Although not a highlight, a pervasive sense of well-being:
we never felt judged as outsiders, but rather, welcomed. 


Q. How many days did you walk on the Kumano Kodo pilgrimage route and was it a good experience?
A. We walked only the following: (3 + days)
5 hrs. Yunomine via Hosshinmon-oeji to Hongu : (beautiful!!!!!!!)
1 hr. short cut walk from Yunomine to Hongu (Dainchi-goe)
6-7 hr. Walk from Hongu to Koguchi  (we didn’t hurry and stopped a lot to admire – so way over guidebook time) (Kogumotori-goe)
7.5 hr. walk from Koguchi to Nachi Falls.  (It is steep in parts, but we took a long time not because of that, but because of the beauty!) (Ogumotori-goe)


Imagine going past ruins of teahouses, listening to frogs singing a spring symphony, mountains covered with clouds of pink cherry, azalea, listening to bamboo in the wind, watching the dance of maple catkins in the breeze.
There is natural conversation – but also the idea of “jizo” nestling in the forest, who might be whispering, or the Shinto Gods, equivalent to the Buddhist Kannon (Mercy), Yakushi (Healing), Amida (compassion) chatting over tea in Divine conversation!!!!!


Q. Were the accommodations and meals satisfactory?
A. SUPER!


Q. Did the services of the local Tanabe City Kumano Tourism Bureau help you make the most of your trip?
A. ABSOLUTELY!


Q. What kind of people do you think would enjoy a journey to Koyasan and Kumano?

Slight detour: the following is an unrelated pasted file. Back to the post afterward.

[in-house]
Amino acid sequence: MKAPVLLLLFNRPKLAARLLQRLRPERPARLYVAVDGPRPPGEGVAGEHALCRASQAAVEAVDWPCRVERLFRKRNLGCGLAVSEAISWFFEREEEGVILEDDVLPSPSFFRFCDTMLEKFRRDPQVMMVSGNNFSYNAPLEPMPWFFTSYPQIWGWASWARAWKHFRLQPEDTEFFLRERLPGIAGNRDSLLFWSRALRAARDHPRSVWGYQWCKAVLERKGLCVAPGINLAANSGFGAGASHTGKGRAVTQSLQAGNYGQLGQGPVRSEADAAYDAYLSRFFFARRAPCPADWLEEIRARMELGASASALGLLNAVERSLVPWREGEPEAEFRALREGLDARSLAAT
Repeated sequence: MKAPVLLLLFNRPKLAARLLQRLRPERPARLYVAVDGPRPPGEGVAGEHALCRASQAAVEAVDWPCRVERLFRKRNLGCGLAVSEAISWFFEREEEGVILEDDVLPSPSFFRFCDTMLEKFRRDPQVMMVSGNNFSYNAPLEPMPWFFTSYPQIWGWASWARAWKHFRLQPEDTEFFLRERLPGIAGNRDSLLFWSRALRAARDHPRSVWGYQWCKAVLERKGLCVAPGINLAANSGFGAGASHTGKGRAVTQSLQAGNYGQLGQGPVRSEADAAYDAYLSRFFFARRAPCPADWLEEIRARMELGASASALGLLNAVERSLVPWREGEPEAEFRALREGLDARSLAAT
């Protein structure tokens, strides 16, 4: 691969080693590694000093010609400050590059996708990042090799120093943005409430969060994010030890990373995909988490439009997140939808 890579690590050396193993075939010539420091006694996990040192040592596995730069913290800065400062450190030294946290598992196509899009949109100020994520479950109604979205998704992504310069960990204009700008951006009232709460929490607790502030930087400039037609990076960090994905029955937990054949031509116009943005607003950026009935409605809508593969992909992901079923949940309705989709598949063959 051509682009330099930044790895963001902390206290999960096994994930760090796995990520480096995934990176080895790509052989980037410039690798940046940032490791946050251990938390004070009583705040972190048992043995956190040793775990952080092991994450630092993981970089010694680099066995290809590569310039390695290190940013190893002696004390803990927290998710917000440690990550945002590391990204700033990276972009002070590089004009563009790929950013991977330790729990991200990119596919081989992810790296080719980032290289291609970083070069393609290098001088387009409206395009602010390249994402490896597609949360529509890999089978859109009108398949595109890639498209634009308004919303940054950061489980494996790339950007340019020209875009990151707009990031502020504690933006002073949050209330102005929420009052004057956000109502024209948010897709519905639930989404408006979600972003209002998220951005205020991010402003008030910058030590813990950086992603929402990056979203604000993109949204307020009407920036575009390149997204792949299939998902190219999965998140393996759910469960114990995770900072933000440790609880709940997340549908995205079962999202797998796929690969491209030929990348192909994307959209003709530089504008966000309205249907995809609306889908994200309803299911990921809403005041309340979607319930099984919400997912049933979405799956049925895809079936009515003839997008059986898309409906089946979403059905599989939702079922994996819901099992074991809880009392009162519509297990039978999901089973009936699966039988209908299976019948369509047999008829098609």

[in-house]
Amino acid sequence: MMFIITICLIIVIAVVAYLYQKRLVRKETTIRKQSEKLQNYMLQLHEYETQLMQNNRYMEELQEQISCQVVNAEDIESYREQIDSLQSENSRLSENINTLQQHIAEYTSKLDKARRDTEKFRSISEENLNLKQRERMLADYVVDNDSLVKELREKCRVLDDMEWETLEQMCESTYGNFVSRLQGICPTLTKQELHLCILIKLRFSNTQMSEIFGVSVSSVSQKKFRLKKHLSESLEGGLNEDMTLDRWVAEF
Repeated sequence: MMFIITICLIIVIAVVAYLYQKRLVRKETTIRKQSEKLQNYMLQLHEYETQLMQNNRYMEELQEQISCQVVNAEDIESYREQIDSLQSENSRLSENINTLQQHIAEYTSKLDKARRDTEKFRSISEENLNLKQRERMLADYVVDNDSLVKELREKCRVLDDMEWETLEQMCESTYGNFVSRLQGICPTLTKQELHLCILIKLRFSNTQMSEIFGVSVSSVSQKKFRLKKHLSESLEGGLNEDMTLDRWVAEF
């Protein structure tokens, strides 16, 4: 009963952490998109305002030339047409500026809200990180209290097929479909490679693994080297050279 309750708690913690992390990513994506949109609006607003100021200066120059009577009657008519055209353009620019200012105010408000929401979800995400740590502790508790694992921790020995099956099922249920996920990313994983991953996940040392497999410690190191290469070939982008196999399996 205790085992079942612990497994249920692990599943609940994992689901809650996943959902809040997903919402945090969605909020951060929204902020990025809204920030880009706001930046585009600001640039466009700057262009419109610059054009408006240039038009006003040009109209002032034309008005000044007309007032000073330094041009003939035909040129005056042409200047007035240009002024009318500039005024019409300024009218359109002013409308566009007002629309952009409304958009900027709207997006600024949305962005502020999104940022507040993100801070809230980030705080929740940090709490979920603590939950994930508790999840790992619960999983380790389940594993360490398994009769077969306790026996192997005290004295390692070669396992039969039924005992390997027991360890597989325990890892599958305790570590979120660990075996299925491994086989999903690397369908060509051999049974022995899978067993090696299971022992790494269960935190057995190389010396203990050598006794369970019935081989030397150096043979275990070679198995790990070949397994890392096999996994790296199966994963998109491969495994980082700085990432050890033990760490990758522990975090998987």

A. People who like nature, have an interest in spiritual things, and are open to learning new things.  


Q. Would you recommend others to visit Koyasan and Kumano?
A. Absolutely – see above.  If people are not physically fit, Koyasan does not require any rigorous exercise and is filled with lots of points of interest.   
The Yunomine hotsprings are a delight in and of themselves – and possibly people who are not hikers might enjoy a “hot-spring” introduction.  
The food and service were an experience in themselves!
Also, Nachi could be visited w/ arrival by bus as a full-day experience 


Q. Do you have any tips or suggestions for those planning a trip to the region?
A. We carried everything we would need for 2 weeks in our backpacks.
We ended up using everything we brought – rainjacket, fleece, wool hats, and for Spring, might recommend a pair of gloves.  
However, this makes for a heavy pack, even though we packed light for “city clothes”.  Next time, we would separate “city stuff” and either ship it to Kyoto, or make a round trip itinerary, and use a locker, so we wouldn’t need to lug as much.  
Spring is a fickle season – and Fall would be beautiful as well in the region.


Certainly, the more a visitor tries to learn about both the language and culture, the richer the experience will be.  A “getting along” level of Japanese (politeness, asking directions, expressing appreciation, apologies for not understanding) is helpful.  I learned the Katakana, which is a start in feeling more comfortable in recognizing signs, but not necessary. 


Thank you!


Thank you!


4/28/2011
Kitty Jospé